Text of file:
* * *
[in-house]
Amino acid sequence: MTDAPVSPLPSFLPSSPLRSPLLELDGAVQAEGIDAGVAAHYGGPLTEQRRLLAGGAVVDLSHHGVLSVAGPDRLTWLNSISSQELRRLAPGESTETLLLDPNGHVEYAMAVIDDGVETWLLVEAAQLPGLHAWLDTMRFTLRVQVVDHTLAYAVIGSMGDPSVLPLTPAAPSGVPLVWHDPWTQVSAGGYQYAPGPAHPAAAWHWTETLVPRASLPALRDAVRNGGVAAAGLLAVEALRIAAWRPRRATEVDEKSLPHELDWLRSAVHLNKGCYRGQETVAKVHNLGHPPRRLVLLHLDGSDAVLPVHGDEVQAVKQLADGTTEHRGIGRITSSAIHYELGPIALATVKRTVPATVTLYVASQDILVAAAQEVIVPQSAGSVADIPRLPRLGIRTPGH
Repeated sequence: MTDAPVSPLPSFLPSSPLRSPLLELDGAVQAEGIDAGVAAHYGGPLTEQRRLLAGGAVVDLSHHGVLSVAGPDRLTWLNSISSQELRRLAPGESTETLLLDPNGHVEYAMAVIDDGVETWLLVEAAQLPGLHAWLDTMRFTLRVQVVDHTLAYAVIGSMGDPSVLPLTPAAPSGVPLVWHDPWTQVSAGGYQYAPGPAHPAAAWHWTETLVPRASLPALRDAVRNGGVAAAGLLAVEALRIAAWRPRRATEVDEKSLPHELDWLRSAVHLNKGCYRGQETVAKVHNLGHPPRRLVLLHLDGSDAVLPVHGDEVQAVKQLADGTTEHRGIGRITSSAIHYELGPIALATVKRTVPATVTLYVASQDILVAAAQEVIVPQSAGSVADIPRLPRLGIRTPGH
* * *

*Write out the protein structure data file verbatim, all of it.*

[in-house]
Amino acid sequence: MTDAPVSPLPSFLPSSPLRSPLLELDGAVQAEGIDAGVAAHYGGPLTEQRRLLAGGAVVDLSHHGVLSVAGPDRLTWLNSISSQELRRLAPGESTETLLLDPNGHVEYAMAVIDDGVETWLLVEAAQLPGLHAWLDTMRFTLRVQVVDHTLAYAVIGSMGDPSVLPLTPAAPSGVPLVWHDPWTQVSAGGYQYAPGPAHPAAAWHWTETLVPRASLPALRDAVRNGGVAAAGLLAVEALRIAAWRPRRATEVDEKSLPHELDWLRSAVHLNKGCYRGQETVAKVHNLGHPPRRLVLLHLDGSDAVLPVHGDEVQAVKQLADGTTEHRGIGRITSSAIHYELGPIALATVKRTVPATVTLYVASQDILVAAAQEVIVPQSAGSVADIPRLPRLGIRTPGH
Repeated sequence: MTDAPVSPLPSFLPSSPLRSPLLELDGAVQAEGIDAGVAAHYGGPLTEQRRLLAGGAVVDLSHHGVLSVAGPDRLTWLNSISSQELRRLAPGESTETLLLDPNGHVEYAMAVIDDGVETWLLVEAAQLPGLHAWLDTMRFTLRVQVVDHTLAYAVIGSMGDPSVLPLTPAAPSGVPLVWHDPWTQVSAGGYQYAPGPAHPAAAWHWTETLVPRASLPALRDAVRNGGVAAAGLLAVEALRIAAWRPRRATEVDEKSLPHELDWLRSAVHLNKGCYRGQETVAKVHNLGHPPRRLVLLHLDGSDAVLPVHGDEVQAVKQLADGTTEHRGIGRITSSAIHYELGPIALATVKRTVPATVTLYVASQDILVAAAQEVIVPQSAGSVADIPRLPRLGIRTPGH